Earlier this month, the Seventh Circuit Court of Appeals affirmed a decision of the Central District which granted summary judgment to Kankakee County and County officials for allegedly failing to provide adequate religious services to Muslim inmates. In Thompson v. Bukowski, Walter Thompson alleged that he had requested Muslim group worship services at Kankakee County’s jail, that Christian volunteers visiting the jail regularly handed out free Bibles and other religious literature to inmates, and that Muslim newspapers had been confiscated during a shakedown of Thompson’s cell. Thompson sued under 42 U.S.C. § 1983, claiming that his religious rights under the First Amendment and the Religious Land Use and Institutionalized Persons Act (“RLUIPA”) were infringed by the County’s customs and practices.
The Seventh Circuit rejected Thompson’s various claims. As an initial matter, the Court disposed of Thompson’s RLUIPA claim, noting that inmates can only obtain injunctive relief under RLUIPA and that any claim for injunctive relief was mooted when Thompson was transferred out of Kankakee County during the pendency of the lawsuit. With respect to Thompson’s First Amendment claim, the Court observed that a plaintiff-inmate must show that a jail’s actions substantially burdened the inmate’s ability to practice his religion. While acknowledging that the jail had been unable to find an imam (a Muslim cleric) to perform religious services at the jail, the Court explained that jail officials are not required to arrange for religious leaders to perform communal religious services and that the absence of an imam at the jail, despite reasonable efforts made by jail officials to find a volunteer imam, did not violate the Free Exercise Clause. The Court explained that officials were in fact willing to allow Muslim services at the jail and that officials had even taken steps to recruit a volunteer, although these efforts did not ultimately result in an imam coming to the jail.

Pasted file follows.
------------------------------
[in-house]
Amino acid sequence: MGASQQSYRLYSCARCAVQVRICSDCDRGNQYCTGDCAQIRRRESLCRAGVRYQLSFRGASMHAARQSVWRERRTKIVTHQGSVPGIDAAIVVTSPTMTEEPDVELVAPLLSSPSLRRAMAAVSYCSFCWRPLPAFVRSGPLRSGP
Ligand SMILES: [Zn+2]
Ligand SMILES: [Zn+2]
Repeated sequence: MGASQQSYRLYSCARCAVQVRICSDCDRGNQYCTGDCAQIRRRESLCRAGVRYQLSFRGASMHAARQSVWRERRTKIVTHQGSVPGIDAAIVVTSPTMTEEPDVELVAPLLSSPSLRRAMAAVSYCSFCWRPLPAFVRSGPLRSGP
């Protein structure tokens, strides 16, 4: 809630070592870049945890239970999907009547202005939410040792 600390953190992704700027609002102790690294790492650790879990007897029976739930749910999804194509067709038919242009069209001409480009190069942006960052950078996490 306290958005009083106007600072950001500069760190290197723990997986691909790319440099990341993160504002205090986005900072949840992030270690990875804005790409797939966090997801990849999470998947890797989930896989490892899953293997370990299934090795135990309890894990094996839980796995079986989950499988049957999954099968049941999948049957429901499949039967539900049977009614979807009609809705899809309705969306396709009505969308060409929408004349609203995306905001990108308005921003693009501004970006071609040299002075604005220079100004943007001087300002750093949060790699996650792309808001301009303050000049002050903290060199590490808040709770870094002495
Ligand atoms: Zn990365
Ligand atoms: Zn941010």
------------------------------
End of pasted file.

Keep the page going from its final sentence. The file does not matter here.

The Court also held that while prisons and jails cannot discriminate against a particular religion, there was no evidence here that Kankakee County ever turned away anyone who wanted to bring religious materials to Muslim inmates. The Court also noted that Thompson had his own Quran and used an extra towel which he was given as a prayer rug. Lastly, the Court noted that the isolated confiscation of religious materials from Thompson’s cell constituted a de minimis infringement and did not otherwise “substantially burden” Thompson’s ability to reasonably practice his Muslim faith throughout his incarceration. Michael Condon and Jason Rose represented Kankakee County and County officials in the litigation.